CD Review of Relapse by Eminem
Eminem: Relapse
Recommended if you like
Method Man, Jay-Z, D12
Label
Aftermath/Interscope
Eminem: Relapse

Reviewed by Jim Washington

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I
guess it’s a good thing for Mr. Marshall Mathers that he has rap as a release for his towering pile of psychological issues. Too bad it’s not better therapy for his listeners.

Believe it or not, it’s been 10 years since the skinny white kid with bleach-blonde hair named after colorful candy dropped the single "My Name Is." That introduced us to Slim Shady, Em’s self-deprecating, mother-hating, wife-killing, celebrity-skewering alter ego. He was hilarious, mined his own troubled past for lyrics, dumped on just about every taboo you could think of and rhymed in a way not many artists could pull off. Then he basically took over the world for a while there, releasing a string of amazing but diminishing albums before dropping out of the game to raise his daughter, fight an addiction to pills and deal with the death of his good friend, rapper Proof.

Now he’s back, and not much has changed.

There’s plenty of cleverness at play on Relapse, the rapper’s first solo album since 2004’s Encore. The man will never, ever be accused of ducking his past or personal issues – the album cover is his face made out of a pile of pills, the track listing is printed on a prescription pad, and the CD itself looks like the top of a pill bottle ("Push down and turn"). He does have a knack for opening albums: this one starts with Em leaving rehab and nervously asking the doctor how to avoid temptation on the outside. "Have a drink," the doc assures him, rattling a bottle of pills. "Take the edge off."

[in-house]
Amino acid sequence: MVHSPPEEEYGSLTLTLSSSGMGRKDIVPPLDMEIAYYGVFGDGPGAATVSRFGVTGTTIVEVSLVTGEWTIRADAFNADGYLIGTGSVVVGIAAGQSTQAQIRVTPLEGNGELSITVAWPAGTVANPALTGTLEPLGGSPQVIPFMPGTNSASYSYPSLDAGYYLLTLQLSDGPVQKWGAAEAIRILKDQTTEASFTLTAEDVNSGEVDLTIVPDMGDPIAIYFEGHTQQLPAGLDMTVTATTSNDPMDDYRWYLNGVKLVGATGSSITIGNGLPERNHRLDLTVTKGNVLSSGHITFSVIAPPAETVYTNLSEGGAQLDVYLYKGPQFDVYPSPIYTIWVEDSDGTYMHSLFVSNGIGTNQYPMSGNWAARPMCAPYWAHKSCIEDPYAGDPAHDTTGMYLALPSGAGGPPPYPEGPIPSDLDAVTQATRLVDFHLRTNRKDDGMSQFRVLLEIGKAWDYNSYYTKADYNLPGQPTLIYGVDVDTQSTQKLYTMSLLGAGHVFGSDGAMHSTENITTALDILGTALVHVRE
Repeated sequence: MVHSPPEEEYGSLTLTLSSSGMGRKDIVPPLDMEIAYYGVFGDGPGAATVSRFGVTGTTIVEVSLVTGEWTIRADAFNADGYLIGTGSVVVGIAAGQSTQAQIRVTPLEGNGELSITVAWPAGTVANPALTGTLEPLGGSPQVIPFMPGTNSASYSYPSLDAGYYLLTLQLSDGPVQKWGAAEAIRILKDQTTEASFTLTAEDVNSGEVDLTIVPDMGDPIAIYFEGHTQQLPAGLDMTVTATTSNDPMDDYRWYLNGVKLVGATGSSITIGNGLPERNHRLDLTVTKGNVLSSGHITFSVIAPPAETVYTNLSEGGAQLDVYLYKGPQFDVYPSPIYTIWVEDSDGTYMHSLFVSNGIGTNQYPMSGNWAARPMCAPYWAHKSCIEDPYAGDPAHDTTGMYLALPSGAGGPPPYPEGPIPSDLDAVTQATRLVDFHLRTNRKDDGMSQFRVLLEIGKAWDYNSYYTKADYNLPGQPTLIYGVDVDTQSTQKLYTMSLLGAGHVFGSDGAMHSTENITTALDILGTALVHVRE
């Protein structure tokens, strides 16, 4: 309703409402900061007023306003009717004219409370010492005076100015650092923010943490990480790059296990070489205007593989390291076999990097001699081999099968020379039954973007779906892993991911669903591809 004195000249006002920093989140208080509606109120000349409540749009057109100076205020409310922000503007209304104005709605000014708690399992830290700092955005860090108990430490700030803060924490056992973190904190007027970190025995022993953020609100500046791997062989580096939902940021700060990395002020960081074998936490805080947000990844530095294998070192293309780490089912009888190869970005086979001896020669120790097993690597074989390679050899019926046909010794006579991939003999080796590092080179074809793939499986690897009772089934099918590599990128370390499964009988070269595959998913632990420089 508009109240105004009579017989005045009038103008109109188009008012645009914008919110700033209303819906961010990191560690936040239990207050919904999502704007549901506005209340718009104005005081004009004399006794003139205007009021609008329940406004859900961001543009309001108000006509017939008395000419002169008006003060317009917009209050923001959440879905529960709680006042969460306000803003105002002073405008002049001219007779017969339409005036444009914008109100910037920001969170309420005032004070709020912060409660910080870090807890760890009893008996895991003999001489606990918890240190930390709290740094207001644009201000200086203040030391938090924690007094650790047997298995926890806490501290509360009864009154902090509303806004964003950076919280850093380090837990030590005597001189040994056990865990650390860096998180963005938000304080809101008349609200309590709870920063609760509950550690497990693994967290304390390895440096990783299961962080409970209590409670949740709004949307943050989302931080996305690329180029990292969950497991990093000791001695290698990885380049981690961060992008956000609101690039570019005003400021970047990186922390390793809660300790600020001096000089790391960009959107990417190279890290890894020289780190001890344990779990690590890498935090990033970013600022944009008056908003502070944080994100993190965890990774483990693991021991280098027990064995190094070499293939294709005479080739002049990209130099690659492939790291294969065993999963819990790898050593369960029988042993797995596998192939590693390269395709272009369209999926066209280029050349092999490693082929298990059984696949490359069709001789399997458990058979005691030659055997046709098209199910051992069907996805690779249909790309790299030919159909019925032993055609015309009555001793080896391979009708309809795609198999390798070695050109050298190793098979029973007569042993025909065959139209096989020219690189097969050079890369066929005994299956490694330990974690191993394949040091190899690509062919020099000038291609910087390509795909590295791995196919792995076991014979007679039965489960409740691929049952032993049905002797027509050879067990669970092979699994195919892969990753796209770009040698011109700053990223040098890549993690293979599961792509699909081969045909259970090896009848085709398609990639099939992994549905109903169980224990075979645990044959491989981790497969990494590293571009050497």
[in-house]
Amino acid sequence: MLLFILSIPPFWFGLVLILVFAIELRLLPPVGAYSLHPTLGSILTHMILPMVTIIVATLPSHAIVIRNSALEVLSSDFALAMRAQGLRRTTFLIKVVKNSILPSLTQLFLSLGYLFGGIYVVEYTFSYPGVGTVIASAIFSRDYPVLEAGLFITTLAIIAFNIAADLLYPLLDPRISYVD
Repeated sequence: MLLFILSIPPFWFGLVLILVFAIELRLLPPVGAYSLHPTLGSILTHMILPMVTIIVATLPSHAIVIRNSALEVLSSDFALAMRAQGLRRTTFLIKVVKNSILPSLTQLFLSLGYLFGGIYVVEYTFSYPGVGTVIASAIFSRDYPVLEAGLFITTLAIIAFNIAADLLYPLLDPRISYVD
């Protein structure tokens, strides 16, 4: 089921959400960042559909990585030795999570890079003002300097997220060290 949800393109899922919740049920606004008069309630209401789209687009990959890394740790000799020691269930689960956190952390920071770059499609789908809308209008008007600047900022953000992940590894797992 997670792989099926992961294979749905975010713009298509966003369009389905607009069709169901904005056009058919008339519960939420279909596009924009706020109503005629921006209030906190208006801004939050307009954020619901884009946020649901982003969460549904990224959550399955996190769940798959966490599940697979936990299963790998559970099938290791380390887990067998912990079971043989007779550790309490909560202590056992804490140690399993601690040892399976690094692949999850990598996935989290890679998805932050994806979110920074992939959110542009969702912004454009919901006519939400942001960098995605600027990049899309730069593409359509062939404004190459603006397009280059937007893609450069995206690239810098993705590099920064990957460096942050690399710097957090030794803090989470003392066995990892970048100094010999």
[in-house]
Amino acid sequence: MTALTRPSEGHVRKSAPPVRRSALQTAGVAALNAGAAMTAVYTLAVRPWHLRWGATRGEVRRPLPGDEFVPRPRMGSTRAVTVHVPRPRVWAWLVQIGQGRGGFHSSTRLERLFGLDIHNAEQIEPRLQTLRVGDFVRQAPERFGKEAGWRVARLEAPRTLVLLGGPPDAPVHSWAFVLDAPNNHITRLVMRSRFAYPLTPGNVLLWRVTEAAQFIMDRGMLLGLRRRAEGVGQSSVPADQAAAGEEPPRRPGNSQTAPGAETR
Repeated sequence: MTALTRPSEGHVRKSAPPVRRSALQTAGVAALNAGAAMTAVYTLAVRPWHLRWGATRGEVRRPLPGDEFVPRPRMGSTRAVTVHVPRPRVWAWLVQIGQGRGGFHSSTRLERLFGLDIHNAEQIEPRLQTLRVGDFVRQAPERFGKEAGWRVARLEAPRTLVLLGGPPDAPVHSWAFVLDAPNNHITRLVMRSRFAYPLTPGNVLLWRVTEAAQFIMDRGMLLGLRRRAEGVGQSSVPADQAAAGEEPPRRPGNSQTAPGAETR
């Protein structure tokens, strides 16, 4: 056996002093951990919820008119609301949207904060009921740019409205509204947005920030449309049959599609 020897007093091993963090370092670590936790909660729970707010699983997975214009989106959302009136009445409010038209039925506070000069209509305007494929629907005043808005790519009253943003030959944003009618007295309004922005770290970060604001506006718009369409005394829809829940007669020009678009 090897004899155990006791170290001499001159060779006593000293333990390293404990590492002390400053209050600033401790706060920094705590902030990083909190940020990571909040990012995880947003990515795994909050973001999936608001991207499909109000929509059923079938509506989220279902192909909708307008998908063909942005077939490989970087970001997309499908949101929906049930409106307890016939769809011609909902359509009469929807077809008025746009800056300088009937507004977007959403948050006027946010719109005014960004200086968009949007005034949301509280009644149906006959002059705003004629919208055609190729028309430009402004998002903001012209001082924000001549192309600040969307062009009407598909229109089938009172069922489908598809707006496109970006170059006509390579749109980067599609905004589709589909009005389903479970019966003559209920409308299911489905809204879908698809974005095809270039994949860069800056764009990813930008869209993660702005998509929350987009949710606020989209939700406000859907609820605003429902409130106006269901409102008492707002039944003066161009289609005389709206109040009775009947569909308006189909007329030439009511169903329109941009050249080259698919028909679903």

No doubt, the man still has a gift for internal rhymes and writing nerve-wracking lyrics. The problem is that he’s still writing about the same exact things he always has – his mom, the pleasures of serial killing, how much celebrities suck, etc. He even name-drops some of the same people he did five years ago, an eon in celebrity time. Britney and K-Fed, Jessica Simpson, really? The single "We Made You" does feature an almost requisite Sarah Palin reference, but it’s a pretty weak excuse from the guy who used to make these things seem effortless. Also, it sounds a bit like Dawn’s song from the "Buffy the Vampire Slayer" musical episode.

Worse than the dated references and weak lyrics is the slow, leaden production that sucks pretty much all the fun from the album. Only a couple of songs, "Déjà Vu" and "Beautiful," seem to contain some honest reflections on addiction and alienation. Maybe this was an album Eminem needed to make, but it’s not what we wanted to hear. The really bad news is that he has another "comeback" album coming out later this year.

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